The NBA has issued its pre-draft guidelines for the 2020 NBA Draft, and during this time of quarantine, teams will need to do their homework more so than ever.
The actual date of the 2020 NBA Draft is still entirely up in the air. We never got to see many of these prospects elevate their stock during March Madness, and the league won’t be holding its annual draft until after the 2019-20 campaign reaches a conclusion of some sort, which we won’t have an update on until May 1 at the earliest.
With that being said, the league still has to have some kind of contingency plan in place for the oh-so-crucial pre-draft process that usually begins every spring. Between the NCAA Tournament, NBA Draft Combine, and group/individual pre-draft workouts, teams are missing out on a lot of face time to watch these guys play in person.
According to The Athletic’s Shams Charania, they’ll be trading that actual face time for FaceTime, as the NBA has issued teams their guidelines for the pre-draft process.
2020 NBA Pre-Draft guidelines:
- Teams are allowed to conduct virtual meetings with prospects
- No in-person workouts
- Cannot request or watch live video of a workout
- Teams will receive up to four hours per prospect in virtual meetings during pre-draft process
- Teams cannot conduct more than two hours of virtual meetings with a player in a given week
Under these guidelines, it’s pretty clear how important it will be for team scouts and executives alike to do their homework for the 2020 NBA Draft.
There’s limited tape available since these prospects weren’t even able to finish off their conference tournaments before every sport under the sun was canceled, but what film does exists has now become more crucial. This makes it tricky to truly evaluate a prospect, but on the other hand, we’ve seen many times how one great in-person workout can be enough to sway some pretty major decisions in NBA Draft history.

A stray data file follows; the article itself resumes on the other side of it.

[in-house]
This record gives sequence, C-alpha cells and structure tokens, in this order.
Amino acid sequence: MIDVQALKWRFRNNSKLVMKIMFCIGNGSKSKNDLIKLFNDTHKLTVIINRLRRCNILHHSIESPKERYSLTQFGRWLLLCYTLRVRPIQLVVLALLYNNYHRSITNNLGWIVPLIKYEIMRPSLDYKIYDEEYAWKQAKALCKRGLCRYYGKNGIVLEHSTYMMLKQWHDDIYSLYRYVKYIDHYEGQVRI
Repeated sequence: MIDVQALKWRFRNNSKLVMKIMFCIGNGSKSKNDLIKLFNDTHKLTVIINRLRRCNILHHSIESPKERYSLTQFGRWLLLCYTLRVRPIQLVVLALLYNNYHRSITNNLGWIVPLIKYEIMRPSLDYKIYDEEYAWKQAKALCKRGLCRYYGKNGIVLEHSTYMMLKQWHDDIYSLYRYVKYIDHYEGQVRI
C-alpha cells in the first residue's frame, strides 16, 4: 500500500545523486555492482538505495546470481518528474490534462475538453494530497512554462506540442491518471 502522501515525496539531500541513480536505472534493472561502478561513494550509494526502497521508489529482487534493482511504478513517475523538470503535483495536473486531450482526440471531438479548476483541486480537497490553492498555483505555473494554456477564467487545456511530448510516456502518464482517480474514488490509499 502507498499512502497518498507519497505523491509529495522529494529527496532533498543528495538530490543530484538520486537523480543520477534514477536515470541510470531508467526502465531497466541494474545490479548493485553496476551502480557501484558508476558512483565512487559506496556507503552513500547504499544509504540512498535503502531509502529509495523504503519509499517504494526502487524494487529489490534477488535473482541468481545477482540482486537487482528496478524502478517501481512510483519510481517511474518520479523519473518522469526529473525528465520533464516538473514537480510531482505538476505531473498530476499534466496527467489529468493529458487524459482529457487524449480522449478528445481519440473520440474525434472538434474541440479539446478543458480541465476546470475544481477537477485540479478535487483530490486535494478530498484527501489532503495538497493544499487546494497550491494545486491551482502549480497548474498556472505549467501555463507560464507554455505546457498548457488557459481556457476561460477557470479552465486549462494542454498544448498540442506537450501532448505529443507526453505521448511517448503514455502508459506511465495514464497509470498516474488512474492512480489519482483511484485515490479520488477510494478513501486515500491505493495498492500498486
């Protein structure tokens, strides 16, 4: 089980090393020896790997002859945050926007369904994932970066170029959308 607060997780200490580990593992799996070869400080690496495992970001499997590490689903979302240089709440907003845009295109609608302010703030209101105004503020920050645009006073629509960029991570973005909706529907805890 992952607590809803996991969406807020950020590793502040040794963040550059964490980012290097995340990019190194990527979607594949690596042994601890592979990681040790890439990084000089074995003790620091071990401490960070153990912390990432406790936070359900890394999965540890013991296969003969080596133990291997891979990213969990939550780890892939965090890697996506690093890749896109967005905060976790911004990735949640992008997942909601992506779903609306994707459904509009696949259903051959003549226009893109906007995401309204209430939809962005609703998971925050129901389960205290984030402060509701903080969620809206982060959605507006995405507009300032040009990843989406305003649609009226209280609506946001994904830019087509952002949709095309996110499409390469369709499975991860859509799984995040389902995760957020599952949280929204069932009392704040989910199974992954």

No one will ever forget Darko Milicic‘s legendary workout for the Detroit Pistons back in 2004, which turned out to be one of the greatest “what if”s in NBA Draft history. One could even include the Phoenix Suns watching Deandre Ayton dunk on nobody in a private workout with the Phoenix Suns as an example of how easy it is to choose convenience and accessibility over diving deeper into the tape on the kid playing overseas, Luka Doncic. Ayton is nowhere near a bust, but it’s pretty clear who should’ve went No. 1 in 2018.
To be fair, this 2020 class is considered relatively weak, devoid of franchise-altering talent, so perhaps teams won’t be punished too severely when there’s not much separation once you get into the late lottery. However, there are legitimate NBA players in this group, and in such a flat class, the teams that really dive into the film and scour over the stat sheet are more likely to be rewarded than those that typically save most of their evaluation until the in-person workout stage of the process.
Every team does its own form of due diligence in scouting high school games, college games, NCAA Tournament games, NBA Draft Combine events and in-person workouts, but with so many of those off the table, the ones that really crack down on the available tape and take the time to look at the numbers could have a much better time in the upcoming draft — whenever that winds up being.